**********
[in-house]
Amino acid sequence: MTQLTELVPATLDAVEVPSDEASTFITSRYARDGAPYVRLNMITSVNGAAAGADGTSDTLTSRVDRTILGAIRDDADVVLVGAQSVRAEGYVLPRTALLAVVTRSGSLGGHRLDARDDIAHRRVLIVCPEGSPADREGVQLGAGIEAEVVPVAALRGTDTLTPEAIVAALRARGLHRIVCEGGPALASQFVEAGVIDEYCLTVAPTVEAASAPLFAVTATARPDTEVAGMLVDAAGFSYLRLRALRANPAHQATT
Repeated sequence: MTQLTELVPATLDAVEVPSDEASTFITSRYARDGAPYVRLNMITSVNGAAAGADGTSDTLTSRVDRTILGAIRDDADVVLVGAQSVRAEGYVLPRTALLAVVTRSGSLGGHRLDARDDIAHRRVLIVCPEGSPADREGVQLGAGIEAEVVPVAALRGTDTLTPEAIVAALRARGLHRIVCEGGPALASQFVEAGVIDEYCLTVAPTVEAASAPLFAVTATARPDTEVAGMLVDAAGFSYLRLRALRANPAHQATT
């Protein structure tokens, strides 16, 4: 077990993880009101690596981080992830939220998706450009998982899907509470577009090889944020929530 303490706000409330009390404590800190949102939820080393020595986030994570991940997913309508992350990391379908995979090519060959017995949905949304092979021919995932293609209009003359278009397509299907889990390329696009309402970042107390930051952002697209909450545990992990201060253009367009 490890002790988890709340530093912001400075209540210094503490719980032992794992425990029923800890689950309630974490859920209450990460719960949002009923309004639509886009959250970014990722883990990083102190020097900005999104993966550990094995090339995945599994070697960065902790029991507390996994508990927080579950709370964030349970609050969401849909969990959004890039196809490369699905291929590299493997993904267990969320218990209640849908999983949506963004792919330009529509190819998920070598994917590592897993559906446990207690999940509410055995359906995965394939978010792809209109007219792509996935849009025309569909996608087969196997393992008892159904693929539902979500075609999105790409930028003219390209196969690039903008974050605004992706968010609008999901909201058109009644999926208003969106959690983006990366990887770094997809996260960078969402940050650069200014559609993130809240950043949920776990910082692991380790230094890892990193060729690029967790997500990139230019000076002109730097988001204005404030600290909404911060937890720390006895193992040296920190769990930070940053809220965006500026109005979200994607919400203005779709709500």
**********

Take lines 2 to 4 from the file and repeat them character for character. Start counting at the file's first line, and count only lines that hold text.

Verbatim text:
Amino acid sequence: MTQLTELVPATLDAVEVPSDEASTFITSRYARDGAPYVRLNMITSVNGAAAGADGTSDTLTSRVDRTILGAIRDDADVVLVGAQSVRAEGYVLPRTALLAVVTRSGSLGGHRLDARDDIAHRRVLIVCPEGSPADREGVQLGAGIEAEVVPVAALRGTDTLTPEAIVAALRARGLHRIVCEGGPALASQFVEAGVIDEYCLTVAPTVEAASAPLFAVTATARPDTEVAGMLVDAAGFSYLRLRALRANPAHQATT
Repeated sequence: MTQLTELVPATLDAVEVPSDEASTFITSRYARDGAPYVRLNMITSVNGAAAGADGTSDTLTSRVDRTILGAIRDDADVVLVGAQSVRAEGYVLPRTALLAVVTRSGSLGGHRLDARDDIAHRRVLIVCPEGSPADREGVQLGAGIEAEVVPVAALRGTDTLTPEAIVAALRARGLHRIVCEGGPALASQFVEAGVIDEYCLTVAPTVEAASAPLFAVTATARPDTEVAGMLVDAAGFSYLRLRALRANPAHQATT
């Protein structure tokens, strides 16, 4: 077990993880009101690596981080992830939220998706450009998982899907509470577009090889944020929530 303490706000409330009390404590800190949102939820080393020595986030994570991940997913309508992350990391379908995979090519060959017995949905949304092979021919995932293609209009003359278009397509299907889990390329696009309402970042107390930051952002697209909450545990992990201060253009367009 490890002790988890709340530093912001400075209540210094503490719980032992794992425990029923800890689950309630974490859920209450990460719960949002009923309004639509886009959250970014990722883990990083102190020097900005999104993966550990094995090339995945599994070697960065902790029991507390996994508990927080579950709370964030349970609050969401849909969990959004890039196809490369699905291929590299493997993904267990969320218990209640849908999983949506963004792919330009529509190819998920070598994917590592897993559906446990207690999940509410055995359906995965394939978010792809209109007219792509996935849009025309569909996608087969196997393992008892159904693929539902979500075609999105790409930028003219390209196969690039903008974050605004992706968010609008999901909201058109009644999926208003969106959690983006990366990887770094997809996260960078969402940050650069200014559609993130809240950043949920776990910082692991380790230094890892990193060729690029967790997500990139230019000076002109730097988001204005404030600290909404911060937890720390006895193992040296920190769990930070940053809220965006500026109005979200994607919400203005779709709500």